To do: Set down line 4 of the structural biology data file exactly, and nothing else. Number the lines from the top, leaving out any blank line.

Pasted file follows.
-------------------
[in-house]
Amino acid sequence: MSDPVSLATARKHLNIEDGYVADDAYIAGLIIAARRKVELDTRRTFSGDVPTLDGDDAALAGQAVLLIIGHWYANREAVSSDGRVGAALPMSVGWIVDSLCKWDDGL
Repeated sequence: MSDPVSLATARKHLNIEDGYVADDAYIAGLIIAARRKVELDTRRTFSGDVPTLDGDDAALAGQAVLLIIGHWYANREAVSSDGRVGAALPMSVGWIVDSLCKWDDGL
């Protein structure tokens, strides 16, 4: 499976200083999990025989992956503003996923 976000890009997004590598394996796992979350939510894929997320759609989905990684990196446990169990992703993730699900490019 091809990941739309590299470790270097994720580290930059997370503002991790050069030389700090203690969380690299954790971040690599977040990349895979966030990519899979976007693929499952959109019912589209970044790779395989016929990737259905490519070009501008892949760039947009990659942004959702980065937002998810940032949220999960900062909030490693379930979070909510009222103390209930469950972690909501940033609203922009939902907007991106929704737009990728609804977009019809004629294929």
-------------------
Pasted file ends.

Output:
């Protein structure tokens, strides 16, 4: 499976200083999990025989992956503003996923 976000890009997004590598394996796992979350939510894929997320759609989905990684990196446990169990992703993730699900490019 091809990941739309590299470790270097994720580290930059997370503002991790050069030389700090203690969380690299954790971040690599977040990349895979966030990519899979976007693929499952959109019912589209970044790779395989016929990737259905490519070009501008892949760039947009990659942004959702980065937002998810940032949220999960900062909030490693379930979070909510009222103390209930469950972690909501940033609203922009939902907007991106929704737009990728609804977009019809004629294929």